It’s funny to take a few minutes to read past articles of mine. For example, I found the original article from 2008 when I first announced the Candlelight Cove Light Show. I boasted that with about 10,000 lights, we had synchronized them to a couple of songs and had a great family friendly event for everyone on Friday nights. The 2009 article had more promise for the show as we added some new features, doubled the amount of lights to 20,000 lights and added some new colored lights to the show. 2010 was an exciting year as we added a 15 foot mega tree that alone had 10,000 lights and the show grew to 40,000 lights. Finally last year we announced the addition of LED lights and 60,000 lights total.
So this year when my husband asked if we were in over our heads with lights I had to laugh as I started to write this article. In our 5th year of light shows we have completely switched from the standard “Christmas Lights” to 70,000 LED lights! The color opportunities are endless now and the effects we can create just from the lights are amazing. Similar to the Fountain Show at the Bellagio in Las Vegas, the Candlelight Cove Light Show has been programmed to a series of patriotic songs for your enjoyment.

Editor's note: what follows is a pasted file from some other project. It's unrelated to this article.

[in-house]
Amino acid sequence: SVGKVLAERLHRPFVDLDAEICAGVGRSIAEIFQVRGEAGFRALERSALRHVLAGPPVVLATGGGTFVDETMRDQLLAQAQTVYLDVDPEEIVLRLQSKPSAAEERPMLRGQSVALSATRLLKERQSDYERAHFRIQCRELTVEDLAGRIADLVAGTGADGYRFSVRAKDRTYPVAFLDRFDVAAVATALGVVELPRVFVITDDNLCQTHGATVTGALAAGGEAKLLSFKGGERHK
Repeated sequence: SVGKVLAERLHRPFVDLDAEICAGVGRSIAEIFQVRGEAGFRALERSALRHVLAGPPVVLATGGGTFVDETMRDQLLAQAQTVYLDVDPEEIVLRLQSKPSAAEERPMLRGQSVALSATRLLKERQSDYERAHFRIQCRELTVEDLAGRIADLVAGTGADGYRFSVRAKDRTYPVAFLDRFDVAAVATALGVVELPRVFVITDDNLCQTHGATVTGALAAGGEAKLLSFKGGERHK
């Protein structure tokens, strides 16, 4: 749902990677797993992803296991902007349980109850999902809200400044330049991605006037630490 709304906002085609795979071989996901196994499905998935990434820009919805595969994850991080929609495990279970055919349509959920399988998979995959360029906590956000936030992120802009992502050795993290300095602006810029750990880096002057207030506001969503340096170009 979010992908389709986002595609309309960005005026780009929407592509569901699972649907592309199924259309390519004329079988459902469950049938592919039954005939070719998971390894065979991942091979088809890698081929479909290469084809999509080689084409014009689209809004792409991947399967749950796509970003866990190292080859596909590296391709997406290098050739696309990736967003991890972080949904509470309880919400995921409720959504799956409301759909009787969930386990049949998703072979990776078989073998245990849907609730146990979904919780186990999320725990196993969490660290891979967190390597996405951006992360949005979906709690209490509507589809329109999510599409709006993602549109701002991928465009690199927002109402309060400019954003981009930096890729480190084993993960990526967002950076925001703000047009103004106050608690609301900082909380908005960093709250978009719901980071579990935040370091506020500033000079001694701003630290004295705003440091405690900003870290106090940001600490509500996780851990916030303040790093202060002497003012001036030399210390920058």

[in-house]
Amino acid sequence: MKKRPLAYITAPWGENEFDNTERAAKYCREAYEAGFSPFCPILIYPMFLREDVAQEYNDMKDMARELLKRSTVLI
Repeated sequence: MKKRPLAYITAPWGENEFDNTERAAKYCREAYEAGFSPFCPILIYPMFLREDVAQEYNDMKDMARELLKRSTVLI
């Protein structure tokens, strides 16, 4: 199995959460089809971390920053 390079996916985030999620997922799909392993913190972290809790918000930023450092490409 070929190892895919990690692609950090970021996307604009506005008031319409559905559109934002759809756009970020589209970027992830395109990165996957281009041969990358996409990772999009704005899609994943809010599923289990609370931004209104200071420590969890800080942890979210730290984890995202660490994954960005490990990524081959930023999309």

This year’s light show will officially kick off on Friday, July 12th at dusk (for those of you who were lucky enough to see the sneak peek, come on out to check out the full show!). Nestled between the hillside and the winery, Candlelight Cove will be THE place to relax outside and enjoy the night sky in Garrettsville. Imagine as dusk settles around Garrettsville, you are sitting back and relaxing with your favorite wine from the winery as you watch the lights dance around the pond and entryway.
On Fridays we are family-friendly (kids must be supervised) and we offer a kids food menu of chicken nuggets, an ice cream sundae bar, cornhole, glow sticks, Frisbees and more to play with before the show starts. On Saturdays we gear the evening towards the adults; live music starts every Saturday at 7:30 and at least once a month gourmet food truck, The Rolling Pig, will be parked outside serving dinner!
So join us on every Friday and Saturday at dusk for this summer’s light show! Feel free to bring your families, friends and neighbors and a picnic basket to enjoy while you watch the show (just leave the drinks to us).

Amanda is the Co-Owner of Candlelight Winery located at 11325 Center Road, Garrettsville. For more information on other winery topics, please visit www.candlelightwinery.com